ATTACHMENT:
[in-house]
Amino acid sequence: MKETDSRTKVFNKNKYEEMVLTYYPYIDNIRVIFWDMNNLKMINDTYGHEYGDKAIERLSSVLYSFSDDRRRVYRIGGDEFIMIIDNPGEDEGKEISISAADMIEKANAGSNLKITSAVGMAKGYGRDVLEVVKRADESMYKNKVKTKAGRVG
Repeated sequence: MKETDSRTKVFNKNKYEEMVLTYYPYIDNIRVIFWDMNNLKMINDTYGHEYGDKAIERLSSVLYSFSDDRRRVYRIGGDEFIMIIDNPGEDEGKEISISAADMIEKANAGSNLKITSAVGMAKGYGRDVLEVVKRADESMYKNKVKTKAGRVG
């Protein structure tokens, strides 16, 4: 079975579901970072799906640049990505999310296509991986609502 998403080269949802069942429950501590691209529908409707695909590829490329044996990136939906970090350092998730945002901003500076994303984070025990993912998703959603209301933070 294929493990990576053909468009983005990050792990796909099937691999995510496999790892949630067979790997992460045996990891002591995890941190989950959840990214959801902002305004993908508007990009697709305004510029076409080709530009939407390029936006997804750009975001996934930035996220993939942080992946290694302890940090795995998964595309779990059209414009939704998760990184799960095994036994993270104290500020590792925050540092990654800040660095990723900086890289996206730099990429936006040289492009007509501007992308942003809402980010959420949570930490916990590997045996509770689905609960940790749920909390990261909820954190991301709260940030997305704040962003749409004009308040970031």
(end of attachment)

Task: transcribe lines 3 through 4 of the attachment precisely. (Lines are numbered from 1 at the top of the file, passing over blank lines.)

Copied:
Repeated sequence: MKETDSRTKVFNKNKYEEMVLTYYPYIDNIRVIFWDMNNLKMINDTYGHEYGDKAIERLSSVLYSFSDDRRRVYRIGGDEFIMIIDNPGEDEGKEISISAADMIEKANAGSNLKITSAVGMAKGYGRDVLEVVKRADESMYKNKVKTKAGRVG
């Protein structure tokens, strides 16, 4: 079975579901970072799906640049990505999310296509991986609502 998403080269949802069942429950501590691209529908409707695909590829490329044996990136939906970090350092998730945002901003500076994303984070025990993912998703959603209301933070 294929493990990576053909468009983005990050792990796909099937691999995510496999790892949630067979790997992460045996990891002591995890941190989950959840990214959801902002305004993908508007990009697709305004510029076409080709530009939407390029936006997804750009975001996934930035996220993939942080992946290694302890940090795995998964595309779990059209414009939704998760990184799960095994036994993270104290500020590792925050540092990654800040660095990723900086890289996206730099990429936006040289492009007509501007992308942003809402980010959420949570930490916990590997045996509770689905609960940790749920909390990261909820954190991301709260940030997305704040962003749409004009308040970031």